It includes my favorite game, Scum & Villainy that hits on being a Space Scoundrel amazingly. I have also run quite of a bit of Blades in the Dark and read through a few other FitDs that were very close to the original. CBR+PNK and Band of Blades are very solid differentiations from the original formula but many others felt more like coats of paint on BitD with 95% of the same core mechanics.

While I do love it, there are these 2 major pain points were painful enough that I took it onto myself to create my own system (and one year later, its almost playtestable!!)

Improvisation of Consequences and Devil's Bargains: This is a serious mental toll for me even though I am pretty experienced in the genre (Firefly+Serenity is a yearly watch, Cowboy Bebop+ its Movie twice a year) of space operas, space westerns. No other sessions of running TTRPGs do I feel more mentally exhausted than running Forged in the Dark.

What I found was that many tables deal with this by having the entire table contribute when it comes to coming up with these. I can definitely see how that can work nicely at those kind of tables. But if you are player that likes to be in the traditional Actor Stance (as I do), I can see how you may not want to literally pick your poisons. Its not necessarily fun and you are rewarded by picking things that are the least painful from that actor stance. I find the GM is always in the best position due to their guidelines/principles and their knowledge of the world (thinking offscreen) to create consequences.

Several of the tables I ran these games didn't cooperate with this playstyle well. They actually would want to pull out of options once I came up with an interesting set of consequences and telegraphed what may happen thinking maybe a different option would be better. This goes against a key player agenda for BitD (which again breaks that Actor Stance), you are meant to use your PC like a stolen car.

As John Harper puts it, the game is designed player should act like a GM of their own PC. He cut this line from the book because it was intimidating, but you really see that in the XP Triggers. Where Masks, Cartel, Apocalypse World and Urban Shadows all use Playbooks to create these issues that the GM has control over, Blades in the Dark just says that the PC should struggle with their Vice or Trauma. There are no GM tools like the other systems to make that happen, so really its left to the players to find opportunities to make this happen.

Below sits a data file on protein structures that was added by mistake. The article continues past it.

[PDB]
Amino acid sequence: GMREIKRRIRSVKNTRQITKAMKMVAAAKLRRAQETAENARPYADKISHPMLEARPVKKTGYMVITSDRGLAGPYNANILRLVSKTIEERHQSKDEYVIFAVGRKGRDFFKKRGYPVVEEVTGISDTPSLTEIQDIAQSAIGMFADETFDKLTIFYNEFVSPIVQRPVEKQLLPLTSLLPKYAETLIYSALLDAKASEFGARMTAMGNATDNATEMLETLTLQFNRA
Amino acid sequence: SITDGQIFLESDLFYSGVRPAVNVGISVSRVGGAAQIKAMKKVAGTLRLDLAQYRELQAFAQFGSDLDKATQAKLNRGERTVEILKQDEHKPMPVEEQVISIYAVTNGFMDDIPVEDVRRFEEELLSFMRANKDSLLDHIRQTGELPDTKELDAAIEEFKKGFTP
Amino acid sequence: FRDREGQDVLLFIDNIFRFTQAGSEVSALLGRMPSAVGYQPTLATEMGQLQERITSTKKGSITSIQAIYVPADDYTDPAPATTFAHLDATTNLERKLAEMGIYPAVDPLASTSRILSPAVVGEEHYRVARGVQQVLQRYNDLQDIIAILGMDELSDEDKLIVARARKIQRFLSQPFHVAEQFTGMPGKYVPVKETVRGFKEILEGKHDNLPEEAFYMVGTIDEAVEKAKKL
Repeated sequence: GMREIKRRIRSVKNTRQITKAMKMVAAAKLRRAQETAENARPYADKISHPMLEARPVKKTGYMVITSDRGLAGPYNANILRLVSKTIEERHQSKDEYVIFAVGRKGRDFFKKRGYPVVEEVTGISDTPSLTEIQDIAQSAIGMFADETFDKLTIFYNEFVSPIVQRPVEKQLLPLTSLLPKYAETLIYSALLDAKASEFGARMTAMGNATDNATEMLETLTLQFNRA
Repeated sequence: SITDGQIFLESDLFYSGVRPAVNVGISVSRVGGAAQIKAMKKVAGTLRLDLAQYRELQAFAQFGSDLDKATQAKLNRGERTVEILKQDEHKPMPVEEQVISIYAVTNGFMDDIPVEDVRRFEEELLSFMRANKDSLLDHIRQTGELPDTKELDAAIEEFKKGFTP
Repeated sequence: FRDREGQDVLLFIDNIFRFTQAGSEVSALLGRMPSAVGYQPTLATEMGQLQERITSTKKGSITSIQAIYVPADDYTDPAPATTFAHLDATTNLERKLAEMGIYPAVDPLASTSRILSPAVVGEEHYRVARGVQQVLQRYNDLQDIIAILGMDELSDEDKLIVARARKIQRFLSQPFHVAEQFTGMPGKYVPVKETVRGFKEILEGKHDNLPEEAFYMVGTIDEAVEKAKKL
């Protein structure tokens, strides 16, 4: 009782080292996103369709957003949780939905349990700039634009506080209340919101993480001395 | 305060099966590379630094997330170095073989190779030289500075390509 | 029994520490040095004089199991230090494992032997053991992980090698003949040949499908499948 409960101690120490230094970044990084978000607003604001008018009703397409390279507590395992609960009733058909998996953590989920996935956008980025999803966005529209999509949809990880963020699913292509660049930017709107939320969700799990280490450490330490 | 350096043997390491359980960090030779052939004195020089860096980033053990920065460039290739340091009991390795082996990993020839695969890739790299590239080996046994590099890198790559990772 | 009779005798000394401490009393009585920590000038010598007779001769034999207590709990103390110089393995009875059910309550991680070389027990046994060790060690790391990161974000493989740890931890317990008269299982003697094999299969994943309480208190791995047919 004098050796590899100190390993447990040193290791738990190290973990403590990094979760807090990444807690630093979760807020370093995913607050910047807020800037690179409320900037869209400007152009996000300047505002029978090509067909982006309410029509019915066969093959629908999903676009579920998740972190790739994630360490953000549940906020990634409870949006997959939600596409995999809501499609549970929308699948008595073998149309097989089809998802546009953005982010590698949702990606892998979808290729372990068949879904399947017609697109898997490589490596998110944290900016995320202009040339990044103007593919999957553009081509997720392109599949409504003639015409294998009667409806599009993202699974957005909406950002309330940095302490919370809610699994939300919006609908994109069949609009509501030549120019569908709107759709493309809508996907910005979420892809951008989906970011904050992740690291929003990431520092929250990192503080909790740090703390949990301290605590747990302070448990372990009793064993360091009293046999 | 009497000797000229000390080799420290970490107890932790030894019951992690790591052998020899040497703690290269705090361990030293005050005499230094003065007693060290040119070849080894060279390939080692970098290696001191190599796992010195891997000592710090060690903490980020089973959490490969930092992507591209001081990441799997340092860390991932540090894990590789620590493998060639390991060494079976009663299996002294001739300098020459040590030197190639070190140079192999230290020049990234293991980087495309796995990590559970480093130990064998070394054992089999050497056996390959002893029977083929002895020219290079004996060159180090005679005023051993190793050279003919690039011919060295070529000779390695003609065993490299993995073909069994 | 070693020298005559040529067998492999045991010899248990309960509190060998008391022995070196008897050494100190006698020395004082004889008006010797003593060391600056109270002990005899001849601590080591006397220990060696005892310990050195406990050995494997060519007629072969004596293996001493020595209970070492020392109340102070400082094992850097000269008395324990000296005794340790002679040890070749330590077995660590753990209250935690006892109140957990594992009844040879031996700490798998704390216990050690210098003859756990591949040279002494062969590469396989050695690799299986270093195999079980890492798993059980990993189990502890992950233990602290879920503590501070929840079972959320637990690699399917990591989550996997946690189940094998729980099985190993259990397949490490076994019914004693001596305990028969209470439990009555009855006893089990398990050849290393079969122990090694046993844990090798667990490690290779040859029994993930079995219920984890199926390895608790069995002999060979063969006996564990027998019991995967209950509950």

So what I fixed for my own game is using a lot of FitD elements like its Coin/Cred economy, clocks and downtime but with a suite of Basic Moves, so the players already are informed and expectations are set on what they want to accomplish and what mixed success looks like. And Playbooks who have full GM guidance on how to make them struggle in their lives reminiscent of Masks or Urban Shadows. The main goal being to feel a lot like playing Scum & Villainy but in the traditional player Actor Stance.


I really like Scum and Villainy. if I have a complaint, it is that if you don't make an effort to stay in character, it can feel a little more like a "writer's room" than I like in play, as the table tries to come up with what works best or is coolest in the scene rather than what flows naturally from the established fiction based on the die roll results. I imagine a table gets better at that over time, but I have not been able to run S&V more than a couple sesions o I don't know. But generally speaking, i think for "procedural" games, FitD is one of the best. I'd love to see an X-Files version or a cyberpunk police procedural version.

What I found was that many tables deal with this by having the entire table contribute when it comes to coming up with these.
The twist mechanics in the Sentinel Comics RPG can be similarly tiring for the GM for the same reason, but goes out of its way to encourage the whole table to suggest twist effects as well as providing a pretty extensive list of more mechanical effects to use - which still need description to explain them, but at least it helps a bit. Purely narrative twists are still commonplace, and everyone's character sheet will include at least a few personalized prompts for those based on your Principles so it's still a quite fluid system in that regard. But it definitely works better when the players are shouldering some of the creative burden here as well, with the GM able to sit back and play arbiter a bit more often.

I've found players more willing to gleefully shaft themselves over in that game than in FitD, but that may largely be due to very forgiving life-and-death-and-healing mechanics as you might expect in the supers genre. The FitD games I've played make it a little too painful to recover from injury and other negative consequences for most folks to really enjoy wrecking themselves (or other PCs) the way you can when the long-term stakes are lower. Telling people to treat their PCs "like a stolen car" is all very well and good, but it's difficult to combine that with a system that's also asking for serious time investment in character advancement - another thing that's downplayed (or at least more automatic) in the SCRPG.